- Labor unions stage their 10th protest in over three months
- Initial police ban followed violence at last demonstration
Workers and students are demonstrating in Paris on Thursday to protest President Francois Hollande’s labor laws reform after the government backed down on its initial ban of the march, which created an uproar in France.
Demonstrators will walk from the Place de la Bastille to the Seine river, in a 1.6 kilometer (1 mile) loop surrounded by security forces. Interior Minister Bernard Cazeneuve on Wednesday overturned a decision taken hours earlier by Paris police, who were concerned the demonstration posed a threat to security after similar protests last week degenerated into violence. The minister said the marchers will be allowed to follow a revised, shorter itinerary set by his office and warned against any “scuffle or violence.”
This is the 10th march against the government’s bill and demonstrators are planning to stage their protest in Paris and in several cities across France. The conflict between Hollande’s Socialist government and France’s labor unions has gripped the country since March. Both sides have vowed to continue their confrontation as the bill is still in debate in Parliament.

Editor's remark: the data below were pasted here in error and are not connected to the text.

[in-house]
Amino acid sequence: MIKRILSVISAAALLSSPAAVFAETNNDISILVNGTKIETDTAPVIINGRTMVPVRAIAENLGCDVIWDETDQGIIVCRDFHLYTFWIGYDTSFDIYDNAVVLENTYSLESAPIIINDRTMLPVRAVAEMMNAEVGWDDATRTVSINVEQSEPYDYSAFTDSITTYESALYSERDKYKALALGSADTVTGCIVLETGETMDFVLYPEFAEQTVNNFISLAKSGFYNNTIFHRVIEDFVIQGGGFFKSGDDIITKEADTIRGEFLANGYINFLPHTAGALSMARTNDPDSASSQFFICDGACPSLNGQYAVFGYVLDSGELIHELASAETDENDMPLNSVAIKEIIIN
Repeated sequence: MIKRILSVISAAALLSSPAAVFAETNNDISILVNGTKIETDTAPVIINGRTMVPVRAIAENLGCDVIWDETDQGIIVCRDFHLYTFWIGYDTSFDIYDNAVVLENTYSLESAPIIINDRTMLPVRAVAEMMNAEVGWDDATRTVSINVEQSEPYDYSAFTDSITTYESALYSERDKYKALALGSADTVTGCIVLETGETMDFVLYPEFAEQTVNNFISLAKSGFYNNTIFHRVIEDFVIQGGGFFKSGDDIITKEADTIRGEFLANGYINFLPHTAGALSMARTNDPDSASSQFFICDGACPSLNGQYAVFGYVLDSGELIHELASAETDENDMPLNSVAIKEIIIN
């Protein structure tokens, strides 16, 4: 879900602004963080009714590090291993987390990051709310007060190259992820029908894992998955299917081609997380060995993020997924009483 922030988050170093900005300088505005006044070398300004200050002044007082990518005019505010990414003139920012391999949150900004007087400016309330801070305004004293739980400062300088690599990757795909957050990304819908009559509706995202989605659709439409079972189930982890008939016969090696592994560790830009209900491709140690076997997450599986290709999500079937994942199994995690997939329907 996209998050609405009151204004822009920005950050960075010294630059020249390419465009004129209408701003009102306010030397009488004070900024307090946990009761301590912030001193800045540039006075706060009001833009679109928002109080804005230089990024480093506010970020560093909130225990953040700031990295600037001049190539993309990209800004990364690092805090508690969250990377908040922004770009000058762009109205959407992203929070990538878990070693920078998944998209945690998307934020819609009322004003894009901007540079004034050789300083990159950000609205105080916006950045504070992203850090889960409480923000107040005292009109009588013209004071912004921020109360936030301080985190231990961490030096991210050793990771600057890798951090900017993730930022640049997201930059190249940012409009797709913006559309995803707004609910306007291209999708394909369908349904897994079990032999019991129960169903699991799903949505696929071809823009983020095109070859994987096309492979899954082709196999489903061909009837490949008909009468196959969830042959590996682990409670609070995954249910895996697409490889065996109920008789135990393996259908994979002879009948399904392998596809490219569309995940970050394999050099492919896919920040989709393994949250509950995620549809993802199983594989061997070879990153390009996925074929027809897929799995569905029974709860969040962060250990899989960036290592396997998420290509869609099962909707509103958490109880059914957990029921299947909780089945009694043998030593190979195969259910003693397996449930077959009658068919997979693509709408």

“We hope the government will renounce this bill -- this isn’t a battle, this is in the general interest of workers as the bill will create social dumping,” Confederation Generale du Travail chief Philippe Martinez said on RMC radio Thursday.
Seven labor unions are calling for marches Thursday and next Tuesday while thousands of soccer fans from across Europe are visiting France for the European championships. Police in the capital said they were already stretched by the soccer tournament and the threat of terrorism when they announced the ban.
Labor union chiefs have said they will refuse to further negotiate with the government and called upon President Hollande to step in. “It’s up to the president to take some responsibility now,” Force Ouvriere leader Jean-Claude Mailly said on Europe 1 radio Thursday.
Before the canceled demonstration ban, a measure not used against a labor unions in over 50 years, the government had already used an emergency procedure to bypass rebels in parliament. It’s threatening to use it again, the Socialist whip in the National Assembly, Bruno Le Roux, said Friday, infuriating unions and also lawmakers from within the majority.